Married filing jointly
Combined annual income is around $245k pre tax
Annual expenses around $80k
Annual savings around $90k
Taxable shares account: $280k
Sum of both of our IRAs and 401k: $76k
HYSA cash position (current account plus rainy day fund): $25k
Both of our credi scors are above 775

House:
Location: Boise, ID
Expected sale: $590k


Key questions:
1 - Should I listen to what my stomach is saying about having too many eggs in one basket, or should I listen to my head and chill out?
2 - Any potential red flags around taking the 4.3% loan from the family member?
3 - How do I minimize my capital gains tax. I don't want to go too deep down this rabbit hole, but I do want to get the easy gains if possible
4 - what else should I be thinking of?

Rob_bob

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Re: Selling shares from a taxable account to buy a house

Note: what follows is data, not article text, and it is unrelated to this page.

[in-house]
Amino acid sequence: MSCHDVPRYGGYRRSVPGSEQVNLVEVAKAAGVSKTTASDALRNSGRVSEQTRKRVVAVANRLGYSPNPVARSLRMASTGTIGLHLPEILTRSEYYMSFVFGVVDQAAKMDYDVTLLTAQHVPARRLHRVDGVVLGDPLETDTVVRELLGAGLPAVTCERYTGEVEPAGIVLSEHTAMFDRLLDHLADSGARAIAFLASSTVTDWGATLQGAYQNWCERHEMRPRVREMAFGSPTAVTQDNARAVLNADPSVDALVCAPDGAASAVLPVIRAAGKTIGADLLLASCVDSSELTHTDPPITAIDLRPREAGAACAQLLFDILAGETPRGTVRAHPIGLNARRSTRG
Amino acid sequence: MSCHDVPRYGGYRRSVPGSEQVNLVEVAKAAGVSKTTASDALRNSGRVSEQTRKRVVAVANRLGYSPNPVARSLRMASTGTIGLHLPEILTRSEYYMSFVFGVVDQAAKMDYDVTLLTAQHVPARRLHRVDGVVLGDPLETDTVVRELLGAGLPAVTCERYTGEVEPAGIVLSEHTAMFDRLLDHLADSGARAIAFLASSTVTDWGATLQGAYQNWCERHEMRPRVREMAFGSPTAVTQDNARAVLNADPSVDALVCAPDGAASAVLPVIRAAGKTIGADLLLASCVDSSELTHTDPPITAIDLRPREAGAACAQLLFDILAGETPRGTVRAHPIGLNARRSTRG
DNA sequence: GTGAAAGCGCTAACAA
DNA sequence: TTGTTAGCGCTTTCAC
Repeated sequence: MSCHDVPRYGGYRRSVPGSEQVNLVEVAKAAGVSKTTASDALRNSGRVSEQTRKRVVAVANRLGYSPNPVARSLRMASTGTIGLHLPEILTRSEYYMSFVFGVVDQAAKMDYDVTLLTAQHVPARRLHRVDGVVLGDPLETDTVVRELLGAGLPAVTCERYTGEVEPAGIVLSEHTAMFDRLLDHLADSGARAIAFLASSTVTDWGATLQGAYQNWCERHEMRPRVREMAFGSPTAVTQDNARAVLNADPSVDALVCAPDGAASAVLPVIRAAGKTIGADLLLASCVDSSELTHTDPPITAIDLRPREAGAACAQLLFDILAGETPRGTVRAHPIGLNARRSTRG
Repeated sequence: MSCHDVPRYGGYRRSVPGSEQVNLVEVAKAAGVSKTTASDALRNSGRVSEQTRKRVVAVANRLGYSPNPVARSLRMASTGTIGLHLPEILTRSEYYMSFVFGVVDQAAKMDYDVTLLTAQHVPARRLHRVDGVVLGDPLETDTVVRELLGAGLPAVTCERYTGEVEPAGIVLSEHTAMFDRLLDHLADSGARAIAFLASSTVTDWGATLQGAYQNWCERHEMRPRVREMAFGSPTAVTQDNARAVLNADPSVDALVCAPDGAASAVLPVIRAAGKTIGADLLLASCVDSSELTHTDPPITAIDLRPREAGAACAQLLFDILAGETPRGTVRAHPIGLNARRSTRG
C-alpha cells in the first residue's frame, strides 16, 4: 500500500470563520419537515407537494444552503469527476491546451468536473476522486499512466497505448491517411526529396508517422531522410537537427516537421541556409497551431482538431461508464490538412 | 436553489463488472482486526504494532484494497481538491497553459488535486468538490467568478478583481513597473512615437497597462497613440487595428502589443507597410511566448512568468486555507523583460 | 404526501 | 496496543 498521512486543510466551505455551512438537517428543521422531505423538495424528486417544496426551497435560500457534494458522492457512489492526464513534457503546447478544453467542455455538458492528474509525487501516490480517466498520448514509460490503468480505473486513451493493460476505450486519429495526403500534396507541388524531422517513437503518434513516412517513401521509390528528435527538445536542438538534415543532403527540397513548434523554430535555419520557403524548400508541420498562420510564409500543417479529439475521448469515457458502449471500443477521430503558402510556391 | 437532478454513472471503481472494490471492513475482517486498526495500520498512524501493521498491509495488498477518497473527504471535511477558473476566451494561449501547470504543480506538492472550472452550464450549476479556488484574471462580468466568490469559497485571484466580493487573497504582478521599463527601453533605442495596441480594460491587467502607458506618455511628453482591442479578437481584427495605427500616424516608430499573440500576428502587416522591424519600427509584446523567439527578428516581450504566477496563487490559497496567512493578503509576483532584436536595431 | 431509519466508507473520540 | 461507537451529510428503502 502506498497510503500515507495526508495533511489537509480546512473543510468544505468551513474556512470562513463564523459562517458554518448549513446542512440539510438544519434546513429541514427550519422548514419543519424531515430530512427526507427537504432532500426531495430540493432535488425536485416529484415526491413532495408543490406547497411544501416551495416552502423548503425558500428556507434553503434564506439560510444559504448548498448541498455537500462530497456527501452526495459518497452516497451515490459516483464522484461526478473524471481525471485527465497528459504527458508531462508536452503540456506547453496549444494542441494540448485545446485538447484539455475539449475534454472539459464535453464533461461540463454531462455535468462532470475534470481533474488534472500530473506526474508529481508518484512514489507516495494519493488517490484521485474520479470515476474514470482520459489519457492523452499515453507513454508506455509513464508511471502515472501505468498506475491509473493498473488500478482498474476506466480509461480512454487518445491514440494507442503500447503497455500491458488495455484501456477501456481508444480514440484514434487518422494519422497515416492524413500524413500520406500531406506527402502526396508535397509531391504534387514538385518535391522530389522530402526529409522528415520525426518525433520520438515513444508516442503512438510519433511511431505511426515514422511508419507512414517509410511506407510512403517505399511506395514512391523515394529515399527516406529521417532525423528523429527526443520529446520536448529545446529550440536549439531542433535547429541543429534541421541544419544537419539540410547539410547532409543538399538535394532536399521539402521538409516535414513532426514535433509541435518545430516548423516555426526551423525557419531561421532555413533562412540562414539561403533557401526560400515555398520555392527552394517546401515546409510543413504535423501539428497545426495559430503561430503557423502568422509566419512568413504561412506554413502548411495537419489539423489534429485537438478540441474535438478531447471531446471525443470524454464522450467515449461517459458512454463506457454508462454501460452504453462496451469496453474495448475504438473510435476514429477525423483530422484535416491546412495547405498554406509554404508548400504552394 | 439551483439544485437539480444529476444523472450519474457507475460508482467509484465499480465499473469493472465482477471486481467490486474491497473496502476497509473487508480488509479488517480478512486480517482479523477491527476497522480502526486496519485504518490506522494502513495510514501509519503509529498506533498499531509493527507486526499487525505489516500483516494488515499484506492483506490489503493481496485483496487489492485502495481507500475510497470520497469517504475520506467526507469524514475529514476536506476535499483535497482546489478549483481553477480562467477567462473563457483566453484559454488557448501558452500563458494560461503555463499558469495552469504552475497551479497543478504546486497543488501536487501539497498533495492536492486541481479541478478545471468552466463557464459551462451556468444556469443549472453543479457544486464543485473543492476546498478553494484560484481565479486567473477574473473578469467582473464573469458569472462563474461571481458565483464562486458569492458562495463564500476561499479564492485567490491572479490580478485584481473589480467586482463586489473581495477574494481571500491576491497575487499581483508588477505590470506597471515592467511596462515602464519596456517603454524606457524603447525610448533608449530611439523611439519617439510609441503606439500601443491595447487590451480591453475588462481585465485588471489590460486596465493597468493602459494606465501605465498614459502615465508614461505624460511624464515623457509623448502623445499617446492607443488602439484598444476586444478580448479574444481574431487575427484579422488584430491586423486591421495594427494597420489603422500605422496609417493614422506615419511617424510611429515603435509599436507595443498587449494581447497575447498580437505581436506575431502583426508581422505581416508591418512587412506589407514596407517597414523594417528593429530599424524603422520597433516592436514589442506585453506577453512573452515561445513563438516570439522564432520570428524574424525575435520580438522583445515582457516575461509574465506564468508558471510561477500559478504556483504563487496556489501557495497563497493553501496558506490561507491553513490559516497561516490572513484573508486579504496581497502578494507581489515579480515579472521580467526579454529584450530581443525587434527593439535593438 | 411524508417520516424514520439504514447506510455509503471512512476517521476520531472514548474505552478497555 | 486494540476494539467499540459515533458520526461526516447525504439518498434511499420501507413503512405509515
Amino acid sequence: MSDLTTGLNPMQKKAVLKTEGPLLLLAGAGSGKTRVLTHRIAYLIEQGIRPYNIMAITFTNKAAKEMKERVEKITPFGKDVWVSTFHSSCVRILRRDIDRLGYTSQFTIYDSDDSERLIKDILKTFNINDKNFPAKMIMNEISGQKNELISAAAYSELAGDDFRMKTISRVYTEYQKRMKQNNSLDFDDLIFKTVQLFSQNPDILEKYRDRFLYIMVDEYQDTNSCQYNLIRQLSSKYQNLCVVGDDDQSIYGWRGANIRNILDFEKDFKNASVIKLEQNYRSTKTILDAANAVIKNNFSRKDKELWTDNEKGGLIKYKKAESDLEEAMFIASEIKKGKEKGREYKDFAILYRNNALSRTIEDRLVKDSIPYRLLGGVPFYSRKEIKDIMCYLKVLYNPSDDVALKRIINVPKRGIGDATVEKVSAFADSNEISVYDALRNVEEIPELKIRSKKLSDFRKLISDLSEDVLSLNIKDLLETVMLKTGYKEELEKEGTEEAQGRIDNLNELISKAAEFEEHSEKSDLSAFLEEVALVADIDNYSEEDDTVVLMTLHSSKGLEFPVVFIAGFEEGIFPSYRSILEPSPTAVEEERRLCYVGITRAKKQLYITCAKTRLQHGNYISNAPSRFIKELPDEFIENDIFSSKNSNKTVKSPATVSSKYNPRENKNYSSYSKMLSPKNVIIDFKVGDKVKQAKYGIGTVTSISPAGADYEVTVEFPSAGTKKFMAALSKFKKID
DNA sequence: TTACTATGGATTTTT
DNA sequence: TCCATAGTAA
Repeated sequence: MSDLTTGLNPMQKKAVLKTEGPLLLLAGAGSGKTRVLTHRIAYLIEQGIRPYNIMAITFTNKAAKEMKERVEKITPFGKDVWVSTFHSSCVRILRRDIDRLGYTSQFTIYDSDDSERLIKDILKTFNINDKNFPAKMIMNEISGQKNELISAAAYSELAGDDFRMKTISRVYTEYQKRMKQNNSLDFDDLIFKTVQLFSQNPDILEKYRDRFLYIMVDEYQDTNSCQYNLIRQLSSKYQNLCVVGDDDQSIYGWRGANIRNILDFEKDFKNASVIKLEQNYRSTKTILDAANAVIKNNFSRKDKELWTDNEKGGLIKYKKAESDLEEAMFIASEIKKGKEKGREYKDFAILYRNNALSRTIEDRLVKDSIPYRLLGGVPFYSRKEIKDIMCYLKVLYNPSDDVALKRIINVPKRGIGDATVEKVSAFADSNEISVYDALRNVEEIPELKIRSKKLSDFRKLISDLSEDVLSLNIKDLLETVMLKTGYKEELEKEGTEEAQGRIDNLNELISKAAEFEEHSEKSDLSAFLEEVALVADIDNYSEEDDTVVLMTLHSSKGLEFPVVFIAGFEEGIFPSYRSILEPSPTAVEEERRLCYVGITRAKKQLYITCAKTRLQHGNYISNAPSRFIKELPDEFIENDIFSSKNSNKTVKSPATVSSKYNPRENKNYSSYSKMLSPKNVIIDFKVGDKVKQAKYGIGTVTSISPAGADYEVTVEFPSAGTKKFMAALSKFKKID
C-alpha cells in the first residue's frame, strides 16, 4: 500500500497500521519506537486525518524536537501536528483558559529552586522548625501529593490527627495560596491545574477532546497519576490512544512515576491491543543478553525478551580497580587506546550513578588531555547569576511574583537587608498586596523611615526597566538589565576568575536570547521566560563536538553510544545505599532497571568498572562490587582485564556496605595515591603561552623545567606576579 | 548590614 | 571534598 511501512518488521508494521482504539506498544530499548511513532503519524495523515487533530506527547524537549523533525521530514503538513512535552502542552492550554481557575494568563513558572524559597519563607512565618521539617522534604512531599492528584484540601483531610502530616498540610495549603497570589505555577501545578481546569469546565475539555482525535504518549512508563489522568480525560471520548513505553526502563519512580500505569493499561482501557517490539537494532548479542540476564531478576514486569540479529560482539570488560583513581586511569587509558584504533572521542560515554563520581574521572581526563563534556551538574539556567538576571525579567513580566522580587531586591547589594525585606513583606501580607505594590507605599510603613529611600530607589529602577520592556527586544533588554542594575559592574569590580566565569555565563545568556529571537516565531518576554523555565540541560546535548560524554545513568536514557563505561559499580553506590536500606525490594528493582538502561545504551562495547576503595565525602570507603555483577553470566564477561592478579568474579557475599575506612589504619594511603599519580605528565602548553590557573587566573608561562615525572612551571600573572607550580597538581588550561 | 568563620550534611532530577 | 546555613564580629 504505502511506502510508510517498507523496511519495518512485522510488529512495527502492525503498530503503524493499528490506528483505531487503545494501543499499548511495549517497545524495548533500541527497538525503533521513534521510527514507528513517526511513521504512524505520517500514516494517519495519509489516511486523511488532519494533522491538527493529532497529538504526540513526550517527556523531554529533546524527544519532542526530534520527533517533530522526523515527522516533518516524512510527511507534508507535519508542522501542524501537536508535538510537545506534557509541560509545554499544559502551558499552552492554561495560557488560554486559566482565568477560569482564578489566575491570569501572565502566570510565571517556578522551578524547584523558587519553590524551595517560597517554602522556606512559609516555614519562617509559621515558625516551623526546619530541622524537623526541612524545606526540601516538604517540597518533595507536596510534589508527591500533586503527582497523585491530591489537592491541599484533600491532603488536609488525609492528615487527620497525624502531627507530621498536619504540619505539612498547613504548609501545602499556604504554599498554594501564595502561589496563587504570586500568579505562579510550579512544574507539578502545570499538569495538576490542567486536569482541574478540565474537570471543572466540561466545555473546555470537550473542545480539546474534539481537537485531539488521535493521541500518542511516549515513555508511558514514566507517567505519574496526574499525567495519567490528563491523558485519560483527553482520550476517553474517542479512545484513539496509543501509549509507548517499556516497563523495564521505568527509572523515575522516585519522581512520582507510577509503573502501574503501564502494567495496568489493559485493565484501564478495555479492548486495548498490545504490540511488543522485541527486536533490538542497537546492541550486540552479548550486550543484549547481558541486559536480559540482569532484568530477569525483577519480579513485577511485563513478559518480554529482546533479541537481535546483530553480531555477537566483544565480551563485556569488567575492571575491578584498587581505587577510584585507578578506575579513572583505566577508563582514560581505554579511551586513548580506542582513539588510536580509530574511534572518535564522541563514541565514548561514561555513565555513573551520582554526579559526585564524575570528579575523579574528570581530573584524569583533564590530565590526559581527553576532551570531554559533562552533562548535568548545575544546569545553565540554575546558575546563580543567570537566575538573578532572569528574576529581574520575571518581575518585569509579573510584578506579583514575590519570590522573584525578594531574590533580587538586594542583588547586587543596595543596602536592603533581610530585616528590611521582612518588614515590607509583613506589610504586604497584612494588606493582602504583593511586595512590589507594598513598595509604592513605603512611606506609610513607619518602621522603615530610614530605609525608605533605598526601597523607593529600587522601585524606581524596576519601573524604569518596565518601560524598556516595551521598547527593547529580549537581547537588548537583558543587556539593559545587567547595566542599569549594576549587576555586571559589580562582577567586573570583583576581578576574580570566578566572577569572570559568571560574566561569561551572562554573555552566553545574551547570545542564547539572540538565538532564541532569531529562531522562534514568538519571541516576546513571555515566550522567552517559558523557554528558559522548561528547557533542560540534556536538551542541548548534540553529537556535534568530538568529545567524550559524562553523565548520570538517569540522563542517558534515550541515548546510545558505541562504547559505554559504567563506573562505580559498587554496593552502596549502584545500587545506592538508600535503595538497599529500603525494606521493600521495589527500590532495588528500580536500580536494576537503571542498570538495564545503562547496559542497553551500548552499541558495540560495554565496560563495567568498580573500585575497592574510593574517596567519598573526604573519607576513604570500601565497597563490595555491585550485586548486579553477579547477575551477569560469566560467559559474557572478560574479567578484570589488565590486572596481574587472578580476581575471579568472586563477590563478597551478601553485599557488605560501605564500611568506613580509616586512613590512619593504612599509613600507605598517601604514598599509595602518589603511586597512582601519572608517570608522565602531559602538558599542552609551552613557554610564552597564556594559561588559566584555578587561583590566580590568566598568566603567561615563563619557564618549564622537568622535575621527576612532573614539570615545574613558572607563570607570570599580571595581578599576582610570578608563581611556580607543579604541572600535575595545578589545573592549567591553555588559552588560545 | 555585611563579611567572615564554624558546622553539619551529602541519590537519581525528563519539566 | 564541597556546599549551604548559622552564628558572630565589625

« Reply #1 on: October 21, 2023, 03:55:12 PM »
I don't know if I'll be of much help but I'll through out some thoughts.

I'm guessing you are young based on the amount of retirement savings you have.  You also have a good income and savings rate so you should be able to rebuild your account fairly quickly.

For many people their home is their largest asset.  I don't think of my home as part of my retirement assets since I can't sell it and live in it too, so I really don't think of it as too many eggs in one basket.  You will insure the house against loss right?  You can't buy replacement insurance on your taxable account.

Buying a home reduces liquidity, that might be what causes you to think of it as too many eggs in one basket.  What kind of emergency fund will you have after buying the home?

4.3% sounds like a good rate.  The question is what kind of person are you borrowing from?  Are they easy going and will stick to the loan agreement or will they at some time lord it over you and expect little favors from you?